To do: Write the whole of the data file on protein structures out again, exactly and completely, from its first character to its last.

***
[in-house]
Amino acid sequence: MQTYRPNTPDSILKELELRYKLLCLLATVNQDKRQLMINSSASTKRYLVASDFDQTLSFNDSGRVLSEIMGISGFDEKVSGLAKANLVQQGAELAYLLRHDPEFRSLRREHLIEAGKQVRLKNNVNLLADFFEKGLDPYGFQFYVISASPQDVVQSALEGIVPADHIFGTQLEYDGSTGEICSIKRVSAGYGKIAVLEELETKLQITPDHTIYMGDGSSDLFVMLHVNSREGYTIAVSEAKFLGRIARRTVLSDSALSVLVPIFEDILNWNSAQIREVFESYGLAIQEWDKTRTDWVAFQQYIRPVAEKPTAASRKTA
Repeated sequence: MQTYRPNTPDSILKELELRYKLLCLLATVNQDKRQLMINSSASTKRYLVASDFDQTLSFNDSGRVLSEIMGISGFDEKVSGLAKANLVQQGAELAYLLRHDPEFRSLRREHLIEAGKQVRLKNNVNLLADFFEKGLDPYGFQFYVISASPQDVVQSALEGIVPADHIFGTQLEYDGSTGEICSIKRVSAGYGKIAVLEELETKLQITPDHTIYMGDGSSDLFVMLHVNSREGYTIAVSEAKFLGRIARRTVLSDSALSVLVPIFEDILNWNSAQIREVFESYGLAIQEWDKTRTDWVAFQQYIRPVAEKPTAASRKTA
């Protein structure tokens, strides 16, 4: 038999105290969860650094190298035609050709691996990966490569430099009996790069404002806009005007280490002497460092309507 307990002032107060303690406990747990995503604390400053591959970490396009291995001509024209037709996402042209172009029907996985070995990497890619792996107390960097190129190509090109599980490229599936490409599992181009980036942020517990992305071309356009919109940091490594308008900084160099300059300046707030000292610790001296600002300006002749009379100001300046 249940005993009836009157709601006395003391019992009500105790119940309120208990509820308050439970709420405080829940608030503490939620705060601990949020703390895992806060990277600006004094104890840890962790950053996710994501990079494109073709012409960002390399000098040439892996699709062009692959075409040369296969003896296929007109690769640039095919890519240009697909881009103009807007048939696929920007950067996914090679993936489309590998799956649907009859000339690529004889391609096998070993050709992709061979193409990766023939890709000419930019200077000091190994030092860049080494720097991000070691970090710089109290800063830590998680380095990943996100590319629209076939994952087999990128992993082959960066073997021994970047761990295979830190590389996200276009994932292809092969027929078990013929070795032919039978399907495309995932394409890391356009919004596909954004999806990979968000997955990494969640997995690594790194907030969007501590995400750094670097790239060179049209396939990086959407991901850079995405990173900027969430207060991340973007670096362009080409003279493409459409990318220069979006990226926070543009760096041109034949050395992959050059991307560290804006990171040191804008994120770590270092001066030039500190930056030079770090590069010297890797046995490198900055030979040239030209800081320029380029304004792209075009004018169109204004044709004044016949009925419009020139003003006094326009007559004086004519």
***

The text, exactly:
[in-house]
Amino acid sequence: MQTYRPNTPDSILKELELRYKLLCLLATVNQDKRQLMINSSASTKRYLVASDFDQTLSFNDSGRVLSEIMGISGFDEKVSGLAKANLVQQGAELAYLLRHDPEFRSLRREHLIEAGKQVRLKNNVNLLADFFEKGLDPYGFQFYVISASPQDVVQSALEGIVPADHIFGTQLEYDGSTGEICSIKRVSAGYGKIAVLEELETKLQITPDHTIYMGDGSSDLFVMLHVNSREGYTIAVSEAKFLGRIARRTVLSDSALSVLVPIFEDILNWNSAQIREVFESYGLAIQEWDKTRTDWVAFQQYIRPVAEKPTAASRKTA
Repeated sequence: MQTYRPNTPDSILKELELRYKLLCLLATVNQDKRQLMINSSASTKRYLVASDFDQTLSFNDSGRVLSEIMGISGFDEKVSGLAKANLVQQGAELAYLLRHDPEFRSLRREHLIEAGKQVRLKNNVNLLADFFEKGLDPYGFQFYVISASPQDVVQSALEGIVPADHIFGTQLEYDGSTGEICSIKRVSAGYGKIAVLEELETKLQITPDHTIYMGDGSSDLFVMLHVNSREGYTIAVSEAKFLGRIARRTVLSDSALSVLVPIFEDILNWNSAQIREVFESYGLAIQEWDKTRTDWVAFQQYIRPVAEKPTAASRKTA
């Protein structure tokens, strides 16, 4: 038999105290969860650094190298035609050709691996990966490569430099009996790069404002806009005007280490002497460092309507 307990002032107060303690406990747990995503604390400053591959970490396009291995001509024209037709996402042209172009029907996985070995990497890619792996107390960097190129190509090109599980490229599936490409599992181009980036942020517990992305071309356009919109940091490594308008900084160099300059300046707030000292610790001296600002300006002749009379100001300046 249940005993009836009157709601006395003391019992009500105790119940309120208990509820308050439970709420405080829940608030503490939620705060601990949020703390895992806060990277600006004094104890840890962790950053996710994501990079494109073709012409960002390399000098040439892996699709062009692959075409040369296969003896296929007109690769640039095919890519240009697909881009103009807007048939696929920007950067996914090679993936489309590998799956649907009859000339690529004889391609096998070993050709992709061979193409990766023939890709000419930019200077000091190994030092860049080494720097991000070691970090710089109290800063830590998680380095990943996100590319629209076939994952087999990128992993082959960066073997021994970047761990295979830190590389996200276009994932292809092969027929078990013929070795032919039978399907495309995932394409890391356009919004596909954004999806990979968000997955990494969640997995690594790194907030969007501590995400750094670097790239060179049209396939990086959407991901850079995405990173900027969430207060991340973007670096362009080409003279493409459409990318220069979006990226926070543009760096041109034949050395992959050059991307560290804006990171040191804008994120770590270092001066030039500190930056030079770090590069010297890797046995490198900055030979040239030209800081320029380029304004792209075009004018169109204004044709004044016949009925419009020139003003006094326009007559004086004519």